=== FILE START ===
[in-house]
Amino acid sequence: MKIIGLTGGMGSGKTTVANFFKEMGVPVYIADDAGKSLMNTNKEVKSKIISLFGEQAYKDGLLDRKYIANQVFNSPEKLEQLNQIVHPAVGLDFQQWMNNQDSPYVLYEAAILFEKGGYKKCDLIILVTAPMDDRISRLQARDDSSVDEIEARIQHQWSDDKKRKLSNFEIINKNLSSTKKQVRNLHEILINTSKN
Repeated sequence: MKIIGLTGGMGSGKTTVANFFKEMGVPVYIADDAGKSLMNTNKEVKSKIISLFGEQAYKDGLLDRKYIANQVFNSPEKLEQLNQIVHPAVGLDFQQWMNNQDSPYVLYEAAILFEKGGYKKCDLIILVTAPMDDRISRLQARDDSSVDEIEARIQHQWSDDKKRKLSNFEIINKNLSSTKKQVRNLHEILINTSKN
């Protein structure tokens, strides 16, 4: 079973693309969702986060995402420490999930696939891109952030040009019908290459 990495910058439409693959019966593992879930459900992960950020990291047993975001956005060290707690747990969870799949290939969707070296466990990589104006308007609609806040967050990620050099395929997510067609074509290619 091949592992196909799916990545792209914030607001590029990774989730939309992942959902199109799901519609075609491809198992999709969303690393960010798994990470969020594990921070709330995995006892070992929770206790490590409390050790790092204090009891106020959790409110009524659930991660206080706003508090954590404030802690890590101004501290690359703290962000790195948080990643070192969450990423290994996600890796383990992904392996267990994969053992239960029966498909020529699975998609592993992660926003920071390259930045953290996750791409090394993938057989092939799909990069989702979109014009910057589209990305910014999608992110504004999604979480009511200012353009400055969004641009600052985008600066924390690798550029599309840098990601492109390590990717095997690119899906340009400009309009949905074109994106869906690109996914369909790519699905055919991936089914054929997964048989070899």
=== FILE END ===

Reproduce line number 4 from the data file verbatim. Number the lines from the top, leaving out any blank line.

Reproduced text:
């Protein structure tokens, strides 16, 4: 079973693309969702986060995402420490999930696939891109952030040009019908290459 990495910058439409693959019966593992879930459900992960950020990291047993975001956005060290707690747990969870799949290939969707070296466990990589104006308007609609806040967050990620050099395929997510067609074509290619 091949592992196909799916990545792209914030607001590029990774989730939309992942959902199109799901519609075609491809198992999709969303690393960010798994990470969020594990921070709330995995006892070992929770206790490590409390050790790092204090009891106020959790409110009524659930991660206080706003508090954590404030802690890590101004501290690359703290962000790195948080990643070192969450990423290994996600890796383990992904392996267990994969053992239960029966498909020529699975998609592993992660926003920071390259930045953290996750791409090394993938057989092939799909990069989702979109014009910057589209990305910014999608992110504004999604979480009511200012353009400055969004641009600052985008600066924390690798550029599309840098990601492109390590990717095997690119899906340009400009309009949905074109994106869906690109996914369909790519699905055919991936089914054929997964048989070899």